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The Simple Dollar

Community groups offer inexpensive recreation

Community groups are a big win for a frugal person, Hamm writes.

By Guest blogger / October 12, 2012

Brian Pleytez and Jacinta Johnson work in radio studio at the Challengers Boys and Girls Club in South L.A. Hamm recommends volunteering at a local community group as an enriching, cost-free activity.

Robert Harrison/The Christian Science Monitor


After discussing relationships the last few weeks in this series, we’re going to shift gears and look at ways to spend your free time without spending money – often in ways with a secondary benefit as well.

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The Simple Dollar is a blog for those of us who need both cents and sense: people fighting debt and bad spending habits while building a financially secure future and still affording a latte or two. Our busy lives are crazy enough without having to compare five hundred mutual funds – we just want simple ways to manage our finances and save a little money.

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Almost every town or city you visit has quite a few social organizations of various kinds.

In our town, for instance, there’s a book club, a thriving parks and rec department with tons of athletic programs, several churches, and a food pantry, just to name a few.

Go to the nearest city of any size and the options explode. There’s a community theatre, a community band, a Lion’s Club, the Knights of Columbus, a Toastmasters group, computer clubs, book clubs, gaming clubs … the list is almost endless.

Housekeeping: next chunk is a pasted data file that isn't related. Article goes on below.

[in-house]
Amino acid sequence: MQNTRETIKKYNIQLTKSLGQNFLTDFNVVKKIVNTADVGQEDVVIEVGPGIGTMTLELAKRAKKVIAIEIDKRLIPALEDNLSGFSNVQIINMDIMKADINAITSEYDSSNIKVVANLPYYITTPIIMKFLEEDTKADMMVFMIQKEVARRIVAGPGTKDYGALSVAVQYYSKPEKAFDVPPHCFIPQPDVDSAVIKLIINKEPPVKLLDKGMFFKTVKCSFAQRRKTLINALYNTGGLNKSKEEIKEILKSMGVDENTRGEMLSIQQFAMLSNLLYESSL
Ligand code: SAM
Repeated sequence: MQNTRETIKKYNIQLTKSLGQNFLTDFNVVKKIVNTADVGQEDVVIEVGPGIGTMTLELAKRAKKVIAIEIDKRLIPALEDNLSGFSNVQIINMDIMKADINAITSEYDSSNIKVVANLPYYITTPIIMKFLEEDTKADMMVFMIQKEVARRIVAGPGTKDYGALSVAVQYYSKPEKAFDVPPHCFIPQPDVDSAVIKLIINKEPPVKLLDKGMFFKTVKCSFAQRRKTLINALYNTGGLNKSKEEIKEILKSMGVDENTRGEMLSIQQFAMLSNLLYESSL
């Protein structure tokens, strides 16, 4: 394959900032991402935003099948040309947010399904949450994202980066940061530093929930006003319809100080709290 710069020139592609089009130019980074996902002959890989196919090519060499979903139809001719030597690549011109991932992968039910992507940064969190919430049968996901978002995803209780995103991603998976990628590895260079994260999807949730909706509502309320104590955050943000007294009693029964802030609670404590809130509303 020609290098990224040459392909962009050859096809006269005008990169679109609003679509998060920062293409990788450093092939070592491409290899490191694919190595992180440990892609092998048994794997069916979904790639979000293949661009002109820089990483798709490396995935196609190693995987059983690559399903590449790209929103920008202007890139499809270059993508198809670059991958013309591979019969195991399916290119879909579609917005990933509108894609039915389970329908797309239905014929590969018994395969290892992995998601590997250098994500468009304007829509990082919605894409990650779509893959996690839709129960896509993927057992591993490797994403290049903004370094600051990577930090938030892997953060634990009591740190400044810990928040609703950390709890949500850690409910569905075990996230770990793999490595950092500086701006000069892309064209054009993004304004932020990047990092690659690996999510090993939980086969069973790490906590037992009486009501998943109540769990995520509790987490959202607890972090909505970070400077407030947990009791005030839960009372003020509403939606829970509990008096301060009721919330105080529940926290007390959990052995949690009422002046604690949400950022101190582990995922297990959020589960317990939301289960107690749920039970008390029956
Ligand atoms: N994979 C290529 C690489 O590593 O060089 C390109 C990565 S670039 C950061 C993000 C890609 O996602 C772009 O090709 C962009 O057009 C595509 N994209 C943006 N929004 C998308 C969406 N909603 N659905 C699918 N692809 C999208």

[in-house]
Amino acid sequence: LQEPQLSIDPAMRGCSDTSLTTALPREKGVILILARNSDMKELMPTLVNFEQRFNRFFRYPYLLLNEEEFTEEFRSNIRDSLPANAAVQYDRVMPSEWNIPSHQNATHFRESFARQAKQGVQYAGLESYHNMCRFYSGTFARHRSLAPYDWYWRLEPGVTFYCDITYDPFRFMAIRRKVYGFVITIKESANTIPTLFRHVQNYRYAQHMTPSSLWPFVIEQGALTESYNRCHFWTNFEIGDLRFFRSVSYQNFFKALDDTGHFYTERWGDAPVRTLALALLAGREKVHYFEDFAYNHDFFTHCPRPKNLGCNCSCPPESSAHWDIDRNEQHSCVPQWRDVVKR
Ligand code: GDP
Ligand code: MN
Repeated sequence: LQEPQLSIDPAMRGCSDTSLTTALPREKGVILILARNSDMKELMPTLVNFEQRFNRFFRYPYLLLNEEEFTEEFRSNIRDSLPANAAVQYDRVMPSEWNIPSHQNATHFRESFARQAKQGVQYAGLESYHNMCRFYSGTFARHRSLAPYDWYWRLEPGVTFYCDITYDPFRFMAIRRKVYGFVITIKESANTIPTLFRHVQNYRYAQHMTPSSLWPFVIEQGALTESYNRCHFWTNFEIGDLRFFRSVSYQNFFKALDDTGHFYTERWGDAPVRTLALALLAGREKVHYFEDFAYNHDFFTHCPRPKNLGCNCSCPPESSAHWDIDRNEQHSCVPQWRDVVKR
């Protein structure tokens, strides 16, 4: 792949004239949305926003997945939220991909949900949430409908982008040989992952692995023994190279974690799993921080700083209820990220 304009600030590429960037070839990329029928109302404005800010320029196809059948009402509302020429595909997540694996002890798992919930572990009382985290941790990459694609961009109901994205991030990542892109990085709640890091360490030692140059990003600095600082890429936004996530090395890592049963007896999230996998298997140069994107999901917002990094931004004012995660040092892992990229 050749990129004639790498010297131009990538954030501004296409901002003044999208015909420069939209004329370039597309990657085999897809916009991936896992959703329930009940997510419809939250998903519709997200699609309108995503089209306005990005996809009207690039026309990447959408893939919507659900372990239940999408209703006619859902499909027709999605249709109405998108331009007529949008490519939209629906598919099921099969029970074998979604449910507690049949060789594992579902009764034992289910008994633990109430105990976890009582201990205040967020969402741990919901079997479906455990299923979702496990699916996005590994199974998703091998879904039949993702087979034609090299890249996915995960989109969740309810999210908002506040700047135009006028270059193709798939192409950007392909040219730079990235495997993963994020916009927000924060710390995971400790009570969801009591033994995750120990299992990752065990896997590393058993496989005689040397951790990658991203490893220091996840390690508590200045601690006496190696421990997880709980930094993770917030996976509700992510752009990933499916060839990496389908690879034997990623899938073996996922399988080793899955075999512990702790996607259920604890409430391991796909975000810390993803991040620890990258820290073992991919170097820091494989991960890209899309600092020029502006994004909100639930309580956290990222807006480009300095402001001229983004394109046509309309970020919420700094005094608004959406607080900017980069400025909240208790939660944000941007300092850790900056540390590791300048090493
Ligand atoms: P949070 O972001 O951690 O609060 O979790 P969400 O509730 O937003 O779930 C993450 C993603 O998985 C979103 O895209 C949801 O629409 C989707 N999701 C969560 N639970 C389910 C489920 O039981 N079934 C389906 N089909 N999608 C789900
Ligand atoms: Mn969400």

If you go to Des Moines, the nearest large city, the river of options becomes an absolute flood. You can find some sort of group for almost any interest or passion you might have.

Most of these groups have a few things in common. They collect together people with a common interest. They provide a group setting for activities that are difficult to do alone. They cost very little (often nothing) to participate in.

Community groups are a big win for a frugal person.

How do you find these organizations?

The best place to start is the website for your local community. Many such sites will provide a partial listing of the community groups available in your town (depending on how well the community is organized, the list is often quite complete, but it’s never perfect). You might also want to check the sites of nearby cities and towns.

When you find a group you’re interested in, look for a point of contact. Many groups have a website that you can find or, at the very least, have contact information on your city’s website. Start there.

Don’t be afraid to ask for more information. It does not mean you have to join. It simply means that you’re interested in the group and want to know more.

Don’t be afraid to give it a whirl, either. Find out when the next activity is and simply go. Tell the person who seems to be in charge that you’re new and that person will likely explain what’s going on and will probably introduce you to others in the group.

Community organizations can be a great source of social enjoyment, self-improvement, and entertainment, and they often cost nothing to participate in. It’s something well worth taking advantage of.

This post is part of a yearlong series called “365 Ways to Live Cheap (Revisited),” in which I’m revisiting the entries from my book “365 Ways to Live Cheap,” which is available at Amazon and at bookstores everywhere. 

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